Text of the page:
I ran a number of drills from concealed using the 5JR holster and found it to be a good combo. Yes, Kydex has its place in our world, but I believe that a 1911 and leather go together like Captain and Tennille. It may be dated a bit, but you still like it.
The holster was snug, as you would expect. But even by the end of this range session, it was starting to run smoother.
As with any gun that shoots this tight, I felt obliged to shoot it at distances it wasn’t intended for. For better or worse, the range I was on maxed out at 100 yards. Even at that distance, though, I was still able to punch center mass on a two-thirds-size IDPA steel silhouette with little effort.
This has absolutely no application in the real world. However, it is a good way to test trigger control and the overall accuracy of a gun. And yes, it is fun.
When business turned to groups on paper, the gun continued to shine. I ran three flavors of ammo that day. Hornady 185-grain XTP, Winchester 230-grain White Box, and American Eagle 230-grain Syntech.
Out of the ammo for that day, the Hornady 185-grain took the top prize with a group of 1.5 inches. In fact, all three flavors did well! Function-wise, the gun performed flawlessly.
While I can’t say that a few days of shooting on the range are a true test of durability, they are a solid indicator. With good ammunition, good magazines, and proper lubrication, this gun has the bones to be almost unstoppable.
I mention lubrication because it is essential for a 1911 to run. From watching it happen in countless classes and in other training, the biggest cause for 1911 malfunctions is the lack of lubrication. At which point the shooters blame the gun, which they neglected to maintain. That rant is for another article.
The Springfield Emissary is a Nice Handling 1911
In the operational category, the gun was nice to shoot. There are no sharp edges on it anywhere, and it was easy in and out of the holster. I carried the Emissary as my EDC for a couple of weeks and found it to be comfortable.
I was able to carry outside the waistband because we are in the dead of winter here in Arizona. This means I can at least wear a light jacket and not look out of place. It comes in at a touch over 38 ounces, which means you know it is there.
The holster is well-made and holds its shape perfectly, and does not flex or flop. This is one reason why I like leather. It simply feels better against your body.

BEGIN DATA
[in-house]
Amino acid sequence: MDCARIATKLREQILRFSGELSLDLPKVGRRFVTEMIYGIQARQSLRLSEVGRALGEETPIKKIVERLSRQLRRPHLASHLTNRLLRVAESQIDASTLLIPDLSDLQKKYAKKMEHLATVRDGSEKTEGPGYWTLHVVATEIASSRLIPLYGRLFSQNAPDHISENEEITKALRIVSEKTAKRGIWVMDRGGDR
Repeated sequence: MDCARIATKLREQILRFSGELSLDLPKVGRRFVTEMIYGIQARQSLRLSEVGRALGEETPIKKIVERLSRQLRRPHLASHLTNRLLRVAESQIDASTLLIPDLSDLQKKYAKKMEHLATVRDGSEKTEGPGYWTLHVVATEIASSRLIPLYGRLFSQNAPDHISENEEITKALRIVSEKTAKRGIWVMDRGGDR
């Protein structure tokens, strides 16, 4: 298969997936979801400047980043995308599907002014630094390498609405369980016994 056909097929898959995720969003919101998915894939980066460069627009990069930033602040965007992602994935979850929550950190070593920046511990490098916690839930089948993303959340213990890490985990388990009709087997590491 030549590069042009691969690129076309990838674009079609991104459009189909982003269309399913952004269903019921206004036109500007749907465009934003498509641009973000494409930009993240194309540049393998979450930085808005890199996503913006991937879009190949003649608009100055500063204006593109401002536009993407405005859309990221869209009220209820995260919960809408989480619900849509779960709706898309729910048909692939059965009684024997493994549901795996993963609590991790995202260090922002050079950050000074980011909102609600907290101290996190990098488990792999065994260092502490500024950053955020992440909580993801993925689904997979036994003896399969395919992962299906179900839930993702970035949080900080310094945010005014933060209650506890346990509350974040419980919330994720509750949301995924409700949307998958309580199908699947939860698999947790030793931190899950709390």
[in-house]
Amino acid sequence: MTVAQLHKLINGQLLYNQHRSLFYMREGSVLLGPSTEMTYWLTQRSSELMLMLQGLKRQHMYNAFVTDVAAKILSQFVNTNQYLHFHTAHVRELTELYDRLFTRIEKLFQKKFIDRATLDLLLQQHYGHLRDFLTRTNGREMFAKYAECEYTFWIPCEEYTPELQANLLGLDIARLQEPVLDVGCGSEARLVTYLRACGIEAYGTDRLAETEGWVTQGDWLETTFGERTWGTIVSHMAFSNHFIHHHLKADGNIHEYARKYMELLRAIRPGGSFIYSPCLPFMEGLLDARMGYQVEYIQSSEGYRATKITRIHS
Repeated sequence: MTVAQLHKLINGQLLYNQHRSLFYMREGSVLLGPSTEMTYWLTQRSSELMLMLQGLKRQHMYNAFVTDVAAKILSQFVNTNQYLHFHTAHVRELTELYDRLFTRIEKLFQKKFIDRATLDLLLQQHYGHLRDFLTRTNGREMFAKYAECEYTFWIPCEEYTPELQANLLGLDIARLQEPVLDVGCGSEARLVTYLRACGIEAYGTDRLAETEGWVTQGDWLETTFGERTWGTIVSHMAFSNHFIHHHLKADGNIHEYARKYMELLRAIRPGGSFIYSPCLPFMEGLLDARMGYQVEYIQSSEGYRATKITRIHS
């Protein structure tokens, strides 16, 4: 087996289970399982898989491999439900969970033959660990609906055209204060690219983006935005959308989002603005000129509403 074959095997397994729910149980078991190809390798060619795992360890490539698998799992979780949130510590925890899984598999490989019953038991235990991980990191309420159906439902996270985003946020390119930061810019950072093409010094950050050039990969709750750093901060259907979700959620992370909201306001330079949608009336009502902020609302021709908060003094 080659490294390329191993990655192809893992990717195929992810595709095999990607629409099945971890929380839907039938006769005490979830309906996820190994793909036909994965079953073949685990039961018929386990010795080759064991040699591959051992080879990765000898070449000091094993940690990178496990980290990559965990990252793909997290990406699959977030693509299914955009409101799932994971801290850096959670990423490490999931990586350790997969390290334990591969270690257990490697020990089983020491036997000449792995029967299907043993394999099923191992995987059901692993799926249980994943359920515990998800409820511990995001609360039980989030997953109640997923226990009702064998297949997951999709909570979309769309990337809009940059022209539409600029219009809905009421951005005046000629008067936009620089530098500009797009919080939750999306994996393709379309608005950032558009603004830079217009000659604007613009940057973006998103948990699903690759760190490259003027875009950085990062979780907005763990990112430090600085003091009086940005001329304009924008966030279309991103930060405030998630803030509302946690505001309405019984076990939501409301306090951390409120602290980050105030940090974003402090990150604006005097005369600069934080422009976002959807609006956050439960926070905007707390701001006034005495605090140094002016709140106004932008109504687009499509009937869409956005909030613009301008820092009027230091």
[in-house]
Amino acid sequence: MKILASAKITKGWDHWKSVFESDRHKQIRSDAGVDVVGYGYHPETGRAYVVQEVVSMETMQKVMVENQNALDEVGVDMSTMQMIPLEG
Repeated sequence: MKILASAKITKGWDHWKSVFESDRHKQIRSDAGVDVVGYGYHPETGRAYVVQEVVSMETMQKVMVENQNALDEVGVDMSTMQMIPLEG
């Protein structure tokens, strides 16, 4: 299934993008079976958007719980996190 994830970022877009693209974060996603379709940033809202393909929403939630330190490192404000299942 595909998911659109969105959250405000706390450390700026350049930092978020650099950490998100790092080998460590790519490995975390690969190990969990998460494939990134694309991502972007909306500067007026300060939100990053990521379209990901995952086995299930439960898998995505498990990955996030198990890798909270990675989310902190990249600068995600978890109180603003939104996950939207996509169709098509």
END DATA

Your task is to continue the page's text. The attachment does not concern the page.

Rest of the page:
As a rule, I carry two extra magazines when my EDC is a 1911. The Emissary has an 8+1 capacity, which is about average for a 1911. To some, this is a sign that the gun has a relatively low capacity. Many of these naysayers, however, carry micro blasters with the same capacity or less.
Regardless of the pistol you carry, it is important to have at least one extra mag.
When the day came that I had to pack the Emissary up and ship it back to Springfield, I reflected on everything I had experienced with the gun. First off, it was a pleasure to shoot. It ran without issue, was accurate, and was comfortable to carry.
The Emissary 4.25” is more than a simple marketing gimmick by Springfield to create matching sets of 1911s. This gun stands on its own and would serve you well as an EDC pistol.
If you are like me and appreciate the 1911 for all that it brings to the table, then you should take a look at the Emissary 4.25”.
For more information, visit Springfield-Armory.com.
Springfield Emissary 4.25” 1911
Caliber: .45 ACP
Barrel: 4.25 inches
Overall Length: 7.73 inches
Weight: 38.6 ounces (empty)
Grips: VZ G10 Thinline
|American Eagle 230 Syntech||830||1.75|
|Hornady 185 XTP||970||1.50|
|Winchester 230 White Box||835||2.00|
Bullet weight measured in grains, velocity in feet per second (fps) and accuracy in inches for best 5-shot groups from 25 yards.
This article was originally published in the Personal Defense World June/July 2022 issue. Subscription is available in print and digital editions at OutdoorGroupStore.com. Or call 1-800-284-5668, or email email@example.com.